FAIRsharing is a community-driven resource and has a growing number of users, adopters, collaborators and activities working to enable the FAIR Principles.
Cite us and learn more about FAIRsharing:
Authored by 68 international authors representing different stakeholder groups: (i) researchers in academia, industry and government, (ii) scholarly publishers, (iii) funders and other data policy makers, (iv) research data facilitators, librarians and trainers, (v) infrastructure providers, developers and curators of resources; and (vi) learned societies, unions and associations.
We have come together as a community, representing the core adopters, advisory board members, and/or key collaborators of FAIRsharing to present its mission and work, and show the role FAIRsharing plays in informing and educating each stakeholder group to maximize the visibility and adoption of standards, databases and repositories within their community and in data policies.
A selection of funder-driven policies and reports recommending FAIRsharing:
|EU European Open Science Cloud (EOSC) “Turning FAIR into Reality” .||European Research Council (ERC) “Open Research Data and Data Management Plans” .||UK Jisc “FAIR in Practice” .||Science Europe “Framework for Discipline-specific Research Data Management”.|
Learn more about the FAIRsharing community, and please do not hesitate to contact us if you are interested in working with us.
Anyone can use FAIRsharing. Adopters, however, use FAIRsharing specifically to:
- Educate their users/community on the variety of existing standards, repositories and policies, and actively encourage them to submit/claim records, where relevant;
- Create Recommendations by registering their data policy, and then link it to standards and/or databases recommended in the policy; and/or
- Create a Collection by pulling together a list of standards and/or databases around a given domain of interest relevant to them.
Here are the instructions for record creation.
Adopters are generally representatives of institutions, libraries, journal publishers, infrastructure programmes, societies and other organizations or projects that in turn serve and guide individual researchers or other stakeholders on research data management matters.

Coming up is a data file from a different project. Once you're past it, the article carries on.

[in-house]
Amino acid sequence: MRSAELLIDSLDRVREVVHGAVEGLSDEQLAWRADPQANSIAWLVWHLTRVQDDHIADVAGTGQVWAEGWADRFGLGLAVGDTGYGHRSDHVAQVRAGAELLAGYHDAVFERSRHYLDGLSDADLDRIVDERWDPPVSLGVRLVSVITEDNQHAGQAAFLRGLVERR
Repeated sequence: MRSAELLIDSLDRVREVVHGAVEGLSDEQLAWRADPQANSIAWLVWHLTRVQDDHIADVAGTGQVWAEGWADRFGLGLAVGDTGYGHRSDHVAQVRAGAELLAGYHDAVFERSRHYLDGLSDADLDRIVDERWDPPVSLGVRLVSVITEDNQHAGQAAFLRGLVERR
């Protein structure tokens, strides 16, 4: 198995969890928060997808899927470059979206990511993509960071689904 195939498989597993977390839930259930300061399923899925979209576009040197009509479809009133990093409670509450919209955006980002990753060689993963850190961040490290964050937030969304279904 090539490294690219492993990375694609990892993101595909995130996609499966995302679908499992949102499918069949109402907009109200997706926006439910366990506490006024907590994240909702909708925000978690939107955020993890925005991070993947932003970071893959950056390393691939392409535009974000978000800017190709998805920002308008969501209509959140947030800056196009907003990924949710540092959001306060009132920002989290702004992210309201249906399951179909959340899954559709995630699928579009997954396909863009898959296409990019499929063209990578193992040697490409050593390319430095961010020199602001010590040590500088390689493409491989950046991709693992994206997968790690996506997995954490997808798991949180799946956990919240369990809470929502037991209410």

Adopters have a FAIRsharing logo on their websites with a link from their website to our homepage.
We cannot list all of our adopters, but list here those publishers that use FAIRsharing to define and refine their data policy.
|Adopter||Associated FAIRsharing Record|
Faculty of 1000
Public Library of Science (PLOS)
Springer Nature BioMed Central
Springer Nature Scientific Data
Taylor and Francis
Wellcome Open Research
FAIRsharing is not just a registry. The team behind FAIRsharing is involved in a number of FAIR-enabling activities, delivering guidance, tools and services with and for a variety of stakeholders. As these activities mature, we will implement them in, or connect them to, the FAIRsharing resource itself.
Some of these activities are part of funded projects andas part of national or international consortia, while others are volunteer efforts that fall under a variety of umbrella organisations, e.g. working groups (WG) and learned societies.
Our activities, classified using the three GO-FAIR pillar structures (change, build, train), are outlined here.
|Activities||Brief description and links||Umbrella organisation||Related funded projects|
|CHANGE - focusing on priorities, policies and incentives for implementing FAIR|
|1. FAIR maturity indicators, metrics and models||A core set of 14 universal machine-actionable measurable FAIR Metrics covering the FAIR principles, a questionnaire for manual assessment, and a template form to create new metrics. Publication on these metrics and the FAIRsharing Collection of metrics .||GO-FAIR OPEDAS IN; GO-FAIR StRePo; FAIR Metrics WG|
|Discussion forum to improve the interoperability of existing and emerging FAIR assessment methodologies.||RDA FAIR Maturity Model WG bringing together other RDA groups, including the RDA FAIRsharing WG.|
|2. Cross-publishers common criteria for repository selection||Through a collaboration with Datacite, we are working with a number of journal publishers (PLOS, Springer Nature, F1000, Wiley, Taylor and Francis, Elsevier, EMBO Press, eLife and GigaScience) to identify a common set of criteria for selecting and recommending data repositories (and associated standards) that will be implemented in FAIRsharing. Details of this work and participants here.||FAIRsharing team and Datacite|
|3. Journal data policies and the TOP guidelines||We are working with Jisc and the Center for Open Science (COS) to disseminate information about open science policies (including preprints & open data journal/funder policies) and to standardize classification of these policies in the hope of encouraging change.||FAIRsharing team, COS|